When 21-year-old Gargi Raghavan’s father was bitten by a cobra last year, her first instinct — after admitting him — was to rush back to the site and rescue the reptile.
“My father was being attended by many people, but who would look after the cobra, who was scared too?” said Gargi, a student of environmental studies at Somaiya Vidyavihar and resident of Bhabha Atomic Research Centre (BARC) colony at Trombay.
The young animal lover is full of stories that would terrify most people. But she beams with enthusiasm as she talks about her dangerous adventures.
Gargi and her father Vijay Raghavan have rescued more than 2,000 snakes over the past nine years. Apart from snakes, they have also rescued several monitor lizards and turtles.
The duo was felicitated for their work in 2010 by the then Mumbai mayor Shraddha Jadhav.
“Rescuing snakes has always been my passion. I was fortunate to have a father who taught me how to identify different snakes and handle them and what safety measures need to be followed when I was very young,” said Gargi.
She gets around three to four calls a week, for rescuing various animals. The usual suspects include snakes, birds of prey, small mammals and other reptiles.
“During monsoon, we get two to three calls a day, mostly at night when snakes tend to venture out,” said Gargi.
J Rajagopalan, a resident of New Mandala, BARC, was saved by the duo a year ago, when a five-ft snake entered his house. “Even the fire brigade calls the duo in tight situations, where reptiles are involved,” said Rajagopalan.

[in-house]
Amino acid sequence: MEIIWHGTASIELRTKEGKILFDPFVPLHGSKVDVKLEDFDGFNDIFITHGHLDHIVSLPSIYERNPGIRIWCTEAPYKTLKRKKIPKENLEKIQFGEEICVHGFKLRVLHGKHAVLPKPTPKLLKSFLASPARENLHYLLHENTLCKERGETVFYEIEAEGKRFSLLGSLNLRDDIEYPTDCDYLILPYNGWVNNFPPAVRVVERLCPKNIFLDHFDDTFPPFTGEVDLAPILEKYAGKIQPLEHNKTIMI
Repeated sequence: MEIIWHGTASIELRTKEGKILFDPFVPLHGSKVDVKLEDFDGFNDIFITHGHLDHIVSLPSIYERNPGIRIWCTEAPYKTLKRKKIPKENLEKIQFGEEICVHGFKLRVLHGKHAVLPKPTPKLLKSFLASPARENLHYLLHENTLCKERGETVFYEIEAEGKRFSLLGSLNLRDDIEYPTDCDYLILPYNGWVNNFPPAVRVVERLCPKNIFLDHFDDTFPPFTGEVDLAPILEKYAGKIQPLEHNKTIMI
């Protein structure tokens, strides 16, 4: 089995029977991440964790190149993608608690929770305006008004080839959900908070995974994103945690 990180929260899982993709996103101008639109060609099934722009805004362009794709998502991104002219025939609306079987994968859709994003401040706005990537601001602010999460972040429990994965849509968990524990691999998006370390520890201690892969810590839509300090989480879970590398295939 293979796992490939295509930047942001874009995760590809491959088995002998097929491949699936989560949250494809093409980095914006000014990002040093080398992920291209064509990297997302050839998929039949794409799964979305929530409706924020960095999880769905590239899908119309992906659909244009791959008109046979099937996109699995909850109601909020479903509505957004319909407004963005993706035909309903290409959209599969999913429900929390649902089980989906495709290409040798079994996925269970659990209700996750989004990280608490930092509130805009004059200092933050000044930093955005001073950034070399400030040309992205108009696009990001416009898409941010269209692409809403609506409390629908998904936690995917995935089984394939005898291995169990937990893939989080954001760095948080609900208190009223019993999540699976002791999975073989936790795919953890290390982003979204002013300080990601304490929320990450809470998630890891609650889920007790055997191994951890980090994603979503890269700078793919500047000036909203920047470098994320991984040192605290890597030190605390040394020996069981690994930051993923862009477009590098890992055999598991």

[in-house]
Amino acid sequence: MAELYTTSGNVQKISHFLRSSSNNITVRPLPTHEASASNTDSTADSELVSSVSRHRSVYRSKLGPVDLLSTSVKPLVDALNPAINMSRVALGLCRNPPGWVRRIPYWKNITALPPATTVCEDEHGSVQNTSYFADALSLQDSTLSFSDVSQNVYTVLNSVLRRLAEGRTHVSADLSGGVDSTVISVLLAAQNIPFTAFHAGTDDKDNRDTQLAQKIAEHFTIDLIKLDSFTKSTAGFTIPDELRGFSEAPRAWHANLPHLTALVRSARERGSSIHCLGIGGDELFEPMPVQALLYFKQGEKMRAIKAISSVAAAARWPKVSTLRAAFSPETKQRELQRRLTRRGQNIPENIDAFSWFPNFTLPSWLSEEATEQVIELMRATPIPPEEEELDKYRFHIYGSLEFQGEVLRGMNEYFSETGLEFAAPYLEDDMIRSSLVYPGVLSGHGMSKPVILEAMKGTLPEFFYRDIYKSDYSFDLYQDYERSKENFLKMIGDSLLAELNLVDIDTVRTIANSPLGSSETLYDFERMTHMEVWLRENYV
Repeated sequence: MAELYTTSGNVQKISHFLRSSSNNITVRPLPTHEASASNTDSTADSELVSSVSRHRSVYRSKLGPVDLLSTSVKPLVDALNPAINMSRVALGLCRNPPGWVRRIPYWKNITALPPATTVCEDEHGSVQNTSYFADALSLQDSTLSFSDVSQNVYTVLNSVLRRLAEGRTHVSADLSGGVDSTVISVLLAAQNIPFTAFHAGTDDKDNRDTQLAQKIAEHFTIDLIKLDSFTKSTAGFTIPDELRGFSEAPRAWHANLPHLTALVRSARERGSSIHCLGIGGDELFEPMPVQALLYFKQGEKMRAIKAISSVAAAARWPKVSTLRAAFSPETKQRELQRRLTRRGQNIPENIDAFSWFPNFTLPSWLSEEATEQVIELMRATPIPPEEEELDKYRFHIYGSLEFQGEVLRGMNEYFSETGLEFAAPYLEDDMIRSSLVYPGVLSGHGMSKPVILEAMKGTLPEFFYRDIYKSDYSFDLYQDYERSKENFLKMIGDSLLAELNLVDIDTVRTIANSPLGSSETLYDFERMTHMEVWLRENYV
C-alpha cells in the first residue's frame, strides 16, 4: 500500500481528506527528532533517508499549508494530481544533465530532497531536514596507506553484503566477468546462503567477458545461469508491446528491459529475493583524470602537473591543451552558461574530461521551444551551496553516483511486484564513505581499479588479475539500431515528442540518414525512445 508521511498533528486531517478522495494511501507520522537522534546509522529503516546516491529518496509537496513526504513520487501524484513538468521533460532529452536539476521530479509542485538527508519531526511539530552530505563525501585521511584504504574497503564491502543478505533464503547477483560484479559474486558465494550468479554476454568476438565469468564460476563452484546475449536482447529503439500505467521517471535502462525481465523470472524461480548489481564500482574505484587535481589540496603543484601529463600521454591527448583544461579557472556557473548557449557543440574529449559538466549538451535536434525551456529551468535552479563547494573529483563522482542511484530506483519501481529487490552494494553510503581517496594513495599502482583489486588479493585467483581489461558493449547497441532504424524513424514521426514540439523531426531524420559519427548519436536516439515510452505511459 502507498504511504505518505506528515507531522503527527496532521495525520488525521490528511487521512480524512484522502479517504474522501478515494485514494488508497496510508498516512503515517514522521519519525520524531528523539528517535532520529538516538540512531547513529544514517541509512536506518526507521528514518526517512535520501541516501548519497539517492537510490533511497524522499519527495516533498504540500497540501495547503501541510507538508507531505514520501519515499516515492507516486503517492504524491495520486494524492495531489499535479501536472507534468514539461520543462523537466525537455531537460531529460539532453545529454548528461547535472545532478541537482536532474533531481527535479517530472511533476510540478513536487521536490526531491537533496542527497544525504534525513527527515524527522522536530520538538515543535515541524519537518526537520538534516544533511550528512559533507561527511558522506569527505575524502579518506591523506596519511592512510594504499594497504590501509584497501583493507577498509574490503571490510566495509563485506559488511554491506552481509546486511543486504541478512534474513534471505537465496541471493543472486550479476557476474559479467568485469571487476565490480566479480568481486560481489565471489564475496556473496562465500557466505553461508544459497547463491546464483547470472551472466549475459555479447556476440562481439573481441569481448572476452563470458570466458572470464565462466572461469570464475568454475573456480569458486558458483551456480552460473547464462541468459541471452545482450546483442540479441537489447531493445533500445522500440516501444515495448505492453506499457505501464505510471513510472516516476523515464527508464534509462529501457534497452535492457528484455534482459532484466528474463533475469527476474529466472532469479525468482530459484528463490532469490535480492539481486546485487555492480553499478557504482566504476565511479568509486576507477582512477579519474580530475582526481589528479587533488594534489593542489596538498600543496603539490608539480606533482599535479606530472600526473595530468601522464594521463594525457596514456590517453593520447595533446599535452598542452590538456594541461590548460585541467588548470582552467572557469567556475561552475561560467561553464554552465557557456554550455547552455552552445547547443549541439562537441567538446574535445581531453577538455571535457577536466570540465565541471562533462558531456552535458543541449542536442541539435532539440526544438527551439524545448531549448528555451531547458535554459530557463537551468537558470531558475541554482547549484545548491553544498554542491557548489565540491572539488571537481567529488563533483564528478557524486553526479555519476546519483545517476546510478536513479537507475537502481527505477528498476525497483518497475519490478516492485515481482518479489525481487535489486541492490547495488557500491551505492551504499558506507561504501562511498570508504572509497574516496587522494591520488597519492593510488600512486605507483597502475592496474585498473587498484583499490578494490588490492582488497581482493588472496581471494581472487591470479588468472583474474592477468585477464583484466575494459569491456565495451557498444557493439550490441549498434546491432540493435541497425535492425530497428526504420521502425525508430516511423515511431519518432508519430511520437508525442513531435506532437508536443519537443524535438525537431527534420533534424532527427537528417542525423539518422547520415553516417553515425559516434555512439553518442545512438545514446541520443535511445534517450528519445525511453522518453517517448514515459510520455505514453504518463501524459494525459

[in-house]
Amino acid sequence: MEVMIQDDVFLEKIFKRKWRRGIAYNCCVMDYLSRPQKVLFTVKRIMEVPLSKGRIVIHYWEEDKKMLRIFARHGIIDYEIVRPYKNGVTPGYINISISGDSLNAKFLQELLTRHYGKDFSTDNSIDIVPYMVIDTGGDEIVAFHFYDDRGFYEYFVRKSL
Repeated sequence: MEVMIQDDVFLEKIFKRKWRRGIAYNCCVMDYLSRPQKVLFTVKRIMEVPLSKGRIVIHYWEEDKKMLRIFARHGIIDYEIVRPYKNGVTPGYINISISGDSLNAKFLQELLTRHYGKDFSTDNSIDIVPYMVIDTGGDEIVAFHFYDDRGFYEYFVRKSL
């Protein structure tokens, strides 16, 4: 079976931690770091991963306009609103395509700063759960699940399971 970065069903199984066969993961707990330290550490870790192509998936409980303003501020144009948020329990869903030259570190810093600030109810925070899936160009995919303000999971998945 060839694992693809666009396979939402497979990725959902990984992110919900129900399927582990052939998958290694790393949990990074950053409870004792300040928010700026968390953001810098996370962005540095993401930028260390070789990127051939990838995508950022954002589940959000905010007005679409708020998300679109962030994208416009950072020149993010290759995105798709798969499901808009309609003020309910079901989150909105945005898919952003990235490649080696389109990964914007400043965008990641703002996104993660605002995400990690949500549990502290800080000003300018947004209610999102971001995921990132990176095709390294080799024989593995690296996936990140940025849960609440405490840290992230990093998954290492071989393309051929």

The father-daughter has made it a mission to spread awareness about the reptiles. They do not charge any money to rescue the snakes.
For Vijay, the journey into rescuing reptiles began when he entered a supermarket in 2006 and found it in utter chaos, thanks to a snake that had found shelter there.
“People had panicked and were ready to kill it. I then stepped in and rescued the snake easily as it was a non-venomous rat snake. I have not stopped rescuing them since,” he said.
Once they rescue a snake, the duo keeps it in their home for a day, where they educate people on identifying a species through its scale and colour. They then release it near their habitat.
Gargi gets maximum support from her college towards pursuing her passion. “The role of our youth in protecting the natural environment and educating the community on the importance of all animals is very important,” said Samir Somaiya, president, Somaiya Vidyavihar.